To the Wooden and UCLA families I offer my deepest sympathies for your loss. I can only say that he was a wonderful teacher, and I think that's how he wanted to be remembered.
From Bo to Bear Bryant, Alabama fans wished us well at Roll Bama Roll. It was also moving to read comments from so many Crimson Tide fans who came over to BN during the weekend. Joel over at Rocky Top Talk, took note of our color change and there were also warm gestures from And The Valley Shook, who posted Coach's picture in their game thread against Bruins.
Staying with the SEC, Sea Of Blue bid "Farewell and Godspeed" to Coach:
Today we say "Farewell and Godspeed" to coach John Wooden, who passed away last night in Los Angeles. Our prayers and condolences go out to his family, his friends, and his extended family of UCLA Bruin players and fans.
[H]e is to college hoops what Bear Bryant is to college football, what Vince Lombardi is to the NFL and what John McGraw is to MLB. If you've heard of the sport, you know who they are -- and, actually, Wooden is probably better known to the non-NCAABB fan than McGraw to the non-MLB fan, but that's a story for another day.
Wooden died late Friday at the age of 99.
Whenever the best at anything dies without a major personal issue to tarnish him or her, it's a sad day. So it was for John Wooden. I couldn't cite you all the records and titles and numbers as well as basketball fans could, but I know he was the greatest. And I know, from what I've seen since then, that he was an even better man and was greatly beloved.
And I know the world is a lesser place without him.
Again, I have to say it was pretty amazing to read all the well wishes and prayers coming in from bloggers and commenters from SEC teams. I got tired of the usual Pac-10/SEC smack talk a while ago because of the great exchanges we have always had with one SEC blogs after another. It speaks to the class with which moderators of blogs run their communities.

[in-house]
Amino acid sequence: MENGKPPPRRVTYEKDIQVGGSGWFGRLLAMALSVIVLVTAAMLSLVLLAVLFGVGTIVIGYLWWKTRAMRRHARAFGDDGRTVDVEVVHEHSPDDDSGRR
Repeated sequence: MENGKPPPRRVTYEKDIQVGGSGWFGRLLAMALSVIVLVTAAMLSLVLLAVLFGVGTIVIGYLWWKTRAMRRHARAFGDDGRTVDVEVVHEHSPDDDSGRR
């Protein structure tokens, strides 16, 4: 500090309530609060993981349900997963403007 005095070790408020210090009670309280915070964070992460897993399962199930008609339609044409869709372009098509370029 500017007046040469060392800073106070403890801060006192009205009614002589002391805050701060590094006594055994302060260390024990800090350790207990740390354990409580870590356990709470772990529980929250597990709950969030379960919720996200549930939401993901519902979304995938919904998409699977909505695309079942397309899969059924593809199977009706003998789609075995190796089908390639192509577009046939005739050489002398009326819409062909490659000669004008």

Lastly, wanted to end this roundup with thoughts from bloggers from Coach's alma mater at Hammer and Rails:
These values (Coach's seven point creed, BN Ed.) were instilled in him by his father, Joshua, before he set foot on Purdue's campus. Because his father passed it to him, he made sure to pass it to others. That is the smallest thing we can do and the most important thing we can take from Coach Wooden's 99 years. He wanted to be known as a mentor first and a basketball coach second. He was an honest man who looked for the good in others and worked with them to realize their maximum potential.
I never met coach Wooden. I always wanted to because of his Purdue roots and his contributions to the game I love so much. I know I won't have that chance now, at least in this life, but I am proud that his legacy will continue on.
And we will make sure we do everything we can to remember Coach's amazing accomplishments as a Boilermaker.
Our apologies to those who we might have left out due to oversight. Thanks again to all those communities and so many other blogs and forums, where hundreds if not thousands of comments poured showing love, respect and honor for the greatest Coach in American sports.
Many have noted this already but it is worth reiterating again. It is deeply moving to see how overwhelming majority of these tributes have to do with Coach as a teacher and a human being, but not so much to do with his unmatched success as a basketball Coach. That is simply awe inspiring and is one reason last few days have turned into celebration in remembrance of the greatest Bruin representing those four letters.
Thanks again to everyone above on SBN for helping us cope in recent days.